Mitchell King was another foreign born ‘free man of colour’ to perish in the war. A native of Mexico and a soldier in the 13th USCT, he was killed in action at Nashville, Tennessee on December 16, 1864. Steven Johnson of the 20th USCT and William Silkhind of the 4th USCT were born in Port O’Spain, Trinidad. Antonio Francis was the lone Brazilian in the 20th USCT. John Rhodes, a native of Goshen, Germany, in the 11th USCT, died in service. William Cook of the 20th USCT, born somewhere in South America, likewise died in service. Cook is buried in the Union military cemetery in New Orleans. Nelson Marshall of the 20th USCT, born on an unspecified West Indies island, was another to die in service. He is buried in the Union military cemetery in New Orleans.

Max Hassan of the 11th USCT was African born, as was Peter Hampton of the same regiment. Alas, Hampton died of disease in Memphis, Tennessee on March 26, 1865. He is buried in the Mississippi River National Cemetery near Memphis, Tennessee. Nicholas Said of the 55th Massachusetts Infantry, was born in Bornu in the Sudan in the so-called Horn of Africa. He came to the regiment with a tattooed face. Apparently, he could speak and write English, French, German, and Italian, and spoke fluently in two African dialects, as well as Turkish and Russian. An unusual man indeed.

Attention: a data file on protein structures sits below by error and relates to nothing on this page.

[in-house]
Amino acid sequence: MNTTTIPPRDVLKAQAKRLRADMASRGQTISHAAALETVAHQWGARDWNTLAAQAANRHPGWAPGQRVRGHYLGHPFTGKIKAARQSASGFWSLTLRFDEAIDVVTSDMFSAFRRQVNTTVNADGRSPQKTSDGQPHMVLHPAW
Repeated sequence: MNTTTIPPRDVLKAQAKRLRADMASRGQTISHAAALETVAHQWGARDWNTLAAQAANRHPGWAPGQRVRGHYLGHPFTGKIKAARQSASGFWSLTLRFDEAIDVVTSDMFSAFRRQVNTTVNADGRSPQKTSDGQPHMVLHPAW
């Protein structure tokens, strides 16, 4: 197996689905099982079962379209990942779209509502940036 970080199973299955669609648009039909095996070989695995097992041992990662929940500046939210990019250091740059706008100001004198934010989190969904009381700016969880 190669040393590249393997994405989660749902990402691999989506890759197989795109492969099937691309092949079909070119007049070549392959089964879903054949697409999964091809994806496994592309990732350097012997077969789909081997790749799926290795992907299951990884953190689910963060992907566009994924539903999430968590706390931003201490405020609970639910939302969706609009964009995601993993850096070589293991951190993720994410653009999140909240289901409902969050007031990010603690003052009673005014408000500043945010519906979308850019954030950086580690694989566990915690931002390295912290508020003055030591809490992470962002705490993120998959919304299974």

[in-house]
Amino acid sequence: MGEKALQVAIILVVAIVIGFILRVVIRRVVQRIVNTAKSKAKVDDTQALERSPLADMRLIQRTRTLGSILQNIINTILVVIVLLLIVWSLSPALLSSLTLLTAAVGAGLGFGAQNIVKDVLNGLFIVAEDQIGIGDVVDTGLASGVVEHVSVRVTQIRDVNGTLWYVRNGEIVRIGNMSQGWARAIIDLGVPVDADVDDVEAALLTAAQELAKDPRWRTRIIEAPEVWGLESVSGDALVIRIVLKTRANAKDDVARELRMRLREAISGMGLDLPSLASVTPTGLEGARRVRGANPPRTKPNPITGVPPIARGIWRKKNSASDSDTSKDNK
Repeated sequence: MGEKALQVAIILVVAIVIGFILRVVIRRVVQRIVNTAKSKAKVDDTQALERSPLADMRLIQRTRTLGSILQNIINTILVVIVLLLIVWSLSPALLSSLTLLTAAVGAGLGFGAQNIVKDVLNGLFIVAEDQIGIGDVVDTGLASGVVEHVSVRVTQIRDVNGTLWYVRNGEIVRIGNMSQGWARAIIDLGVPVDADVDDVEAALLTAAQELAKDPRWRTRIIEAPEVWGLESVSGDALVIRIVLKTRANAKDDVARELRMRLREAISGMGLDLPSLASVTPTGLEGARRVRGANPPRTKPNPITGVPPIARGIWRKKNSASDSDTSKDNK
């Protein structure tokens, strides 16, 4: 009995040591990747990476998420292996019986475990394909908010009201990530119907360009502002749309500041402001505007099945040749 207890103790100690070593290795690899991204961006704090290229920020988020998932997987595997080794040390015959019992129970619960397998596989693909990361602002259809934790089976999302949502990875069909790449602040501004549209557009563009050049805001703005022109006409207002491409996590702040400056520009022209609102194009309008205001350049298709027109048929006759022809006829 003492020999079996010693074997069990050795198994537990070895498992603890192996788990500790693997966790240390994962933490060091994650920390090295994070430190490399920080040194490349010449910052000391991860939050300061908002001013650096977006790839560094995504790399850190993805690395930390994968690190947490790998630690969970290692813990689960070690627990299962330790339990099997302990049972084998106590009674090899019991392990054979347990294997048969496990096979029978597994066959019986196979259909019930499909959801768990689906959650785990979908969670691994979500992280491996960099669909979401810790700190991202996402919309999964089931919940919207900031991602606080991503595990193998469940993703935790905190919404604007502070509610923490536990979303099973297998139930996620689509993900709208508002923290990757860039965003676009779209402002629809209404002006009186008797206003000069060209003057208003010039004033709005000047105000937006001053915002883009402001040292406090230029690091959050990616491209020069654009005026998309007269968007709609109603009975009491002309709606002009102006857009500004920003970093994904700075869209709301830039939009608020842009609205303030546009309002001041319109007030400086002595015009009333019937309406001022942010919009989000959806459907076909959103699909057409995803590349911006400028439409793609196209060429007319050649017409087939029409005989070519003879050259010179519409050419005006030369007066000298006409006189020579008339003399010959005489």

Joseph R. Robinson from Canada West, another unusual man, was a 21 year old servant by trade at the time of his enlistment. He was something of an anomaly for his time. As a ‘free men of color’, he served in the 1st Battalion Nevada Mounted Volunteers, a non coloured regiment. Odd indeed, very odd for the time.

Cuba, Nassau, Santa Domingo, St. Martin, St. Thomas and other West Indies islands, all contributed a share of the foreign born ‘free men of colour’ to the USCT regiments.

Not all ‘men of colour’ served in the army of course. The United States Navy was a great depository for non-white volunteers, and unlike the army, the navy was not segregated as such though this is not to say that ‘free men of colour’ were necessarily accepted as equals in the United States Navy.

Among the British North American born ‘free men of color’ who served in the United States Navy was Benjamin Jackson, a native of Lockartville, Kings County, Nova Scotia. He was born in freedom on January 2, 1835, two years after slavery had been outlawed throughout the British Empire. He enlisted in New York City on May 21, 1864 as a hired substitute for an American citizen, Lewis Saunders, who did not want to serve his country. Jackson went to war a married man. He had married Rachel Carter on September 23, 1858. He was the father of one at the time of his enlistment. Jackson served onboard the USS Potomac, the USS North Carolina, and the USS Richmond. On the last named vessel, he was gun captain of piece number 10, and was wounded while engaged in clearing Confederate torpedos (mines) from the Mississippi River. He was honorably discharged from the United States Navy on June 2, 1865, and in time, duely received a war pension from the United States government. Jackson died on September 4, 1915 and was laid to rest in an unmarked grave, in Stoney Hill Cemetery near Hantsport in Nova Scotia’s Annapolis Valley. A few years after his death, the Lockhartville Road was renamed the Benjamin Jackson Road in his honour. It is a rare honour in British North America for anyone to have a road named after them.